Saturday, July 13, 2013

Double Plus Ungood

It has been a longstanding FN tradition to offer up, on the 13th of every month, a curated assemblage of incidents in which the question “What’s that smell?” is answered in the worst possible way. While the morbid punch line never varies, the setup differs in each instance. It is this variation upon a theme that presumably keeps hundreds of our readers hovering near their laptops, beginning at midnight, waiting for the new edition.

The clocklike regularity of ISDP has been a little sketchy lately, not least because there were no incidents to report in February and April. (ISDP is a temperature-dependent phenomenon.) Last month we were somewhere in the air over the South Pacific and missed the deadline (d’oh!). We make up for that here by serving up a double helping of ghoulishness.

We begin in Bessemer, Alabama, where construction workers “smelled a foul odor” which they eventually decided to investigate. They found a decomposed body.
The man was discovered in a fenced-in grassy area near an abandoned building. Authorities said the building is a popular place for homeless people.
Up in Yakima, Washington, a resident “investigating the source of a foul odor” discovered the body of a 28-year-old woman in an abandoned house on N. Fourth Avenue. She had been shot in the head.
According to [police spokesman Capt. Rod] Light, [the victim] had a history of run-ins with Yakima police in recent years and was known to belong to a group of squatters who take up residence in abandoned homes.
She was also the mother of two children.

The Bluegrass State achieves an ISDP hat trick. In Bellevue, Kentucky, the body of a 40-year-old man was found in a wooded area near the Party Source store “after police received a call regarding a foul odor in the area.” Over in Columbia, Kentucky, workers at Lindsey Wilson College “investigating complaints of a foul odor” found the body of a 24-year-old student in the back seat of his truck. An autopsy did not find evidence of foul play. And in Lexington, Kentucky, “an apartment manager went to investigate complaints of a foul odor near a dumpster” only to discover the body of a woman wrapped in plastic. It appears to be a homicide.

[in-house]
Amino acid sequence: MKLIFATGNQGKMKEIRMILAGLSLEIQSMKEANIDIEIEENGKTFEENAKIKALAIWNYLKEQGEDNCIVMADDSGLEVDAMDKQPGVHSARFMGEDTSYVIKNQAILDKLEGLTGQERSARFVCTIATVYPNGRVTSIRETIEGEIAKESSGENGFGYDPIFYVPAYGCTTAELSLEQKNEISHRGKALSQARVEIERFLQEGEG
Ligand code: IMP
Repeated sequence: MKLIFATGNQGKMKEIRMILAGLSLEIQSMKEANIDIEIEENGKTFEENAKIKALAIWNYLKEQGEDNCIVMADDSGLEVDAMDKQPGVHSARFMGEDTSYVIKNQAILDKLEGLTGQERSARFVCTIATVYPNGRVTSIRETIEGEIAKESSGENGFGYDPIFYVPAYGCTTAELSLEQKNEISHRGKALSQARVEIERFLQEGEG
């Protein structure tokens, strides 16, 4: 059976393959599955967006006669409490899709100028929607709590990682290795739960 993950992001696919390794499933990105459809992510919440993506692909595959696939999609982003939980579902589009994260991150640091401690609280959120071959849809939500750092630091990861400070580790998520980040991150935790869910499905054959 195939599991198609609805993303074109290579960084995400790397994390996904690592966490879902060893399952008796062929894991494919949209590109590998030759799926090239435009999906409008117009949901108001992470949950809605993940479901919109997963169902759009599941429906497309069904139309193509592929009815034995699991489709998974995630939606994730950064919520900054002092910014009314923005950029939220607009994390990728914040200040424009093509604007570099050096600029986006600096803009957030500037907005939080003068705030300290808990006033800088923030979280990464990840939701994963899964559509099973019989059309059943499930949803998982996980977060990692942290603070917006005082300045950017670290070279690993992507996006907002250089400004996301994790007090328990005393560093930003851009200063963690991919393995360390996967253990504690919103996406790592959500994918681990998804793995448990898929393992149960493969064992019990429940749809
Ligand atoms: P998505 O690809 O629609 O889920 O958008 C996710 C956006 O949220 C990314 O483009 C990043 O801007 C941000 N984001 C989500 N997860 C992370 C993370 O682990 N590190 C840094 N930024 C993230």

Police responding to a 911 call about “a foul odor” coming from an apartment in the Midwood area of Brooklyn found the weeks-old remains of a 57-year-old woman who had been beaten in the head and stabbed in the back. Her husband, who is in psychiatric care after being questioned by police, said “his wife had been casting evil spells on him.”

From the Park Slope neighborhood of Brooklyn comes our first two-body incident, involving a couple in their mid-40s. They were speakers, therapists, and “life coaches” who hosted a WBAI radio show called “The Pursuit of Happiness.”
Neighbors recently began noticing a smell coming from their apartment, which was in an upscale neighborhood where they’d lived for 20 years. The super finally kicked the door in after they saw blood coming in through the floor.
The couple “reportedly committed suicide by placing plastic bags over their heads and inhaling helium.” More details at the New York Daily News, including this:
And while a sheet of plastic covered the door to their apartment, building workers were spraying air freshener through the halls.

“I could smell it all day yesterday,” said Elizabeth Pongo, 39, a personal trainer who lives in the next door brownstone. “At first I thought it was a dead squirrel, but it was much stronger than that.”
FN’s unhealthy obsession with ISDP began when we checked into the notorious urban legend of the “Body Under the Bed” which, as we now know, is not only not an urban legend but something that happens on a regular basis. The latest example comes from Hickory, North Carolina, where on a Thursday in June a “guest at the motel described smelling a foul odor” Not until noon the next day did someone call 911. Police found the body of a local 48-year-old woman under a bed. A 40-year-old man, also from Hickory, has been charged with first-degree murder.

The circumstances of this Orlando, Florida, case are rather complicated. The landlord of a residence with an upstairs apartment says the apartment tenant had been complaining for several days “a foul odor and flies” in the downstairs residence. The landlord demands that the 24-year-old downstairs tenant let him inspect the place. When he finally gets in, he finds the decomposing body of a 56-year-old man. The tenant claims an acquaintance was responsible for killing the man, and that he hadn’t reported it because the acquaintance threatened him. The landlord has been arrested for accessory after the fact to first-degree murder and the tenant has eluded police.